5. HTML/CSS/JS (Front End Conversion). This is where things get interesting. The developer will take the mockups and turn them into code. Things will start acting like a real website because it is. 

  6. CMS or Back End Functionality. Now depending on how many developers and the process, this might happen at the same time as the previous step. This step controls the functionality and information that happens on the server. Basically everything you don’t typically visually see. This area is vast so I won’t go into too much detail, just know the front end is how the website looks, and the back end is how the website works.

How long will a project take to complete?

This is like asking how long a piece of string is. There are many factors that come into play with this such as how many designers and developers are on the project, how fast can information be passed over or approved, and how much work is there to complete.

The very VERY short answer is to expect small projects to take weeks while larger projects can take months. Your designer and developer can give you an estimate, but it is just that, an estimate. If you need something done by a certain date, certainly speak up, but know that a lack of approvals or a delay in anything else could lead to delays so it is important to have constant communication with the designer and developer. You should be having contact at least once a week if not more.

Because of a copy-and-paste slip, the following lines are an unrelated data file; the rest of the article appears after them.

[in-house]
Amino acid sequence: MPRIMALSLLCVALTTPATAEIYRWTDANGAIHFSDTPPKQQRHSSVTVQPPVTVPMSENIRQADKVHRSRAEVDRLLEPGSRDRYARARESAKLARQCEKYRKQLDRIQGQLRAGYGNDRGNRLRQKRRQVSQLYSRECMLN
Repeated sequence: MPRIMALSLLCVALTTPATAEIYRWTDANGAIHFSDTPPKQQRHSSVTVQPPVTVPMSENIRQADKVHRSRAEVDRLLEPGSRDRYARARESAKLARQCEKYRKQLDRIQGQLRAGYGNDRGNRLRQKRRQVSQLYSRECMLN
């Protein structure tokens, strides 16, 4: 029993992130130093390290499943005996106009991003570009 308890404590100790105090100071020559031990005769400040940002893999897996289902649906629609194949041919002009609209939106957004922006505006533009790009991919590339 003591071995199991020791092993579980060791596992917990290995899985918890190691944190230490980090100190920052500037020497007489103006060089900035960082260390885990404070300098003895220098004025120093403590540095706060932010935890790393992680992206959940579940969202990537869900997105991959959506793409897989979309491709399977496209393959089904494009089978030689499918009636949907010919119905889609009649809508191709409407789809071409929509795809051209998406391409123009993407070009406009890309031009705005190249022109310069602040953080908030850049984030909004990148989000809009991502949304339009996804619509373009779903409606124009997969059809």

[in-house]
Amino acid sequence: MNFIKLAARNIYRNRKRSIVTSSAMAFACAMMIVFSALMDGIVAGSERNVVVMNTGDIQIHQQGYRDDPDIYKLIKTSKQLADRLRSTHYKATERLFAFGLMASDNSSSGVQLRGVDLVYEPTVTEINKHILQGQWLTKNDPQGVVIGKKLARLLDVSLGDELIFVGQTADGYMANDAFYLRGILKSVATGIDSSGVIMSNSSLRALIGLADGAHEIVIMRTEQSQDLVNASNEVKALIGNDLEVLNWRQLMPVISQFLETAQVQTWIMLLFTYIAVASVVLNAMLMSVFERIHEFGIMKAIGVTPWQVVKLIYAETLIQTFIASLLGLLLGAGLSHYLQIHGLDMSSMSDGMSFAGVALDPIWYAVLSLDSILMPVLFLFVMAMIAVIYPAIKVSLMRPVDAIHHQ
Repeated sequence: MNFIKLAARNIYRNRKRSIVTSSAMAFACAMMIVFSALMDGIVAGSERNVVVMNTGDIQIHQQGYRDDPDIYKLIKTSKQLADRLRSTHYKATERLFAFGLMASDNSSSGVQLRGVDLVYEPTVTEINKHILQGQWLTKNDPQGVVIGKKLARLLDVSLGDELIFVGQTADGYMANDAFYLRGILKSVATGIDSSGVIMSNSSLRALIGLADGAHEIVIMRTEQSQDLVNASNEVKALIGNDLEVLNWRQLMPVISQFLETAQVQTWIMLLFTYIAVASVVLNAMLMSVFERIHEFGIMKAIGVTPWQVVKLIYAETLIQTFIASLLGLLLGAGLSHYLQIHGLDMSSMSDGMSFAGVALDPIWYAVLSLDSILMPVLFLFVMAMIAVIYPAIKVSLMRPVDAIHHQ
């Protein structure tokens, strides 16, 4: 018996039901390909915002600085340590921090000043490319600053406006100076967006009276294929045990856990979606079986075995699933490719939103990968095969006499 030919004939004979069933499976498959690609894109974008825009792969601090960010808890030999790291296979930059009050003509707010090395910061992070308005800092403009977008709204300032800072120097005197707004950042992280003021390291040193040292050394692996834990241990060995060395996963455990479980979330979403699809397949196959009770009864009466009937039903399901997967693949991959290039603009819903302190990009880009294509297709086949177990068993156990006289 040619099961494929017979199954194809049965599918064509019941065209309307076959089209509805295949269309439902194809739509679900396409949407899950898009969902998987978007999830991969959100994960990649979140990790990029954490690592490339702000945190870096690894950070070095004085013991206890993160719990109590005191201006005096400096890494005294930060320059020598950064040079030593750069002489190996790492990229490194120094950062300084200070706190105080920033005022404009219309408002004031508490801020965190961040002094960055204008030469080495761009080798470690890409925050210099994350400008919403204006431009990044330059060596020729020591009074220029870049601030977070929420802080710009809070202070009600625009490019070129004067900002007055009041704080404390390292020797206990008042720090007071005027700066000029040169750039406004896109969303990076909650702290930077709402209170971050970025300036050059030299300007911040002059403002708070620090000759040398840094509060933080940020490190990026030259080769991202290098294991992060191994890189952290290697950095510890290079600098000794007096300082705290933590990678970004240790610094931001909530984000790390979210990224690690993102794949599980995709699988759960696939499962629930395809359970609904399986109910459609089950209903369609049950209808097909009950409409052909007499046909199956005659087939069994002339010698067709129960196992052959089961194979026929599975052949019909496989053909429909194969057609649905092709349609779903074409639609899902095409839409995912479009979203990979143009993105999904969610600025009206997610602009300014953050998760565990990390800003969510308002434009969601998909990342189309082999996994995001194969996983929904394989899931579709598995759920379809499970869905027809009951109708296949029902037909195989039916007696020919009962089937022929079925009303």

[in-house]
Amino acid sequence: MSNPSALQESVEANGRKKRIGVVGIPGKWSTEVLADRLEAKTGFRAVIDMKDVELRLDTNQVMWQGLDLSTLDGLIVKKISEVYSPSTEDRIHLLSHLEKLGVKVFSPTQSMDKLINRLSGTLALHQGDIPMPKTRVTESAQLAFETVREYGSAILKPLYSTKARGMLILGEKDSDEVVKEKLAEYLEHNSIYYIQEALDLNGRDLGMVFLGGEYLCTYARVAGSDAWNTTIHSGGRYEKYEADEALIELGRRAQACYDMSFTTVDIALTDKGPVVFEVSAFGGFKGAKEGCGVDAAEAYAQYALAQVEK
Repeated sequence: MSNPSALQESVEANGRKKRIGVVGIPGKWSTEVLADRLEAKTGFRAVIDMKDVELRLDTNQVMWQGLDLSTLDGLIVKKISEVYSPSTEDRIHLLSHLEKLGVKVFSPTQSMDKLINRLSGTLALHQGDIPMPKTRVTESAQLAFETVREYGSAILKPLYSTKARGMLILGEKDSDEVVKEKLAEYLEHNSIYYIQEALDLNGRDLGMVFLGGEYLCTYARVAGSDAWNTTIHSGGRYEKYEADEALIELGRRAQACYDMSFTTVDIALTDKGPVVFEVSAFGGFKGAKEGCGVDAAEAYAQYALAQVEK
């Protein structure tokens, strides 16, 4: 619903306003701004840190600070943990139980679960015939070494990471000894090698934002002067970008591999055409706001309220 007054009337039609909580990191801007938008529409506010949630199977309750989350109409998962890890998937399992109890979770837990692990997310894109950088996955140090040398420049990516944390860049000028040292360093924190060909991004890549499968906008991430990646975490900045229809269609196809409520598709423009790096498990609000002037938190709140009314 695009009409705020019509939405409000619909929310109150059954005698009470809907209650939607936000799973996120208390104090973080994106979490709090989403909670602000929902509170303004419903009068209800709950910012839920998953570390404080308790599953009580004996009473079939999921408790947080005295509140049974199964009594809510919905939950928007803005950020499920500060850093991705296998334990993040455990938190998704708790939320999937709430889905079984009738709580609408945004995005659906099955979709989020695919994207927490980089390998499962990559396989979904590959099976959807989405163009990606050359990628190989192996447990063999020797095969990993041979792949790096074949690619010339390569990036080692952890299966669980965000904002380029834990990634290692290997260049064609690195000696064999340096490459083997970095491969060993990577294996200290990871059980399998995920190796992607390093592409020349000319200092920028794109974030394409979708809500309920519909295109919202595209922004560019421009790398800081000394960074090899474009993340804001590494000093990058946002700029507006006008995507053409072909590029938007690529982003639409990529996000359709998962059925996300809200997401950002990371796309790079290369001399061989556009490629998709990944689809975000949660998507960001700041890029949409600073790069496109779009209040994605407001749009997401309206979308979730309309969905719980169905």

Why does it cost so much?

Going along with the last question, this has so many variables. Every designer and developer is going to have their own way to bid on projects. Some charge by the hour, some by the milestones, and some do a fixed bid. Just know that anything you ask in addition to what you originally agreed on will be charged extra. 

Now in terms of sticker shock, it does cost a lot. And there is a reason for that. When projects take weeks or even months, that is a lot of work. You are getting some serious dedicated time from a professional to do your project. It won't be cheap. It is unprofessional to expect work that will take several months to only cost a few hundred dollars. 

Please keep that in mind when getting a bid. There are some designers that will make it super cheap for you. Like getting a logo for $20. But the design is either coming from someone with little to no experience or is stealing or mass producing the design.

What are some common terms I should know to better understand what is going on?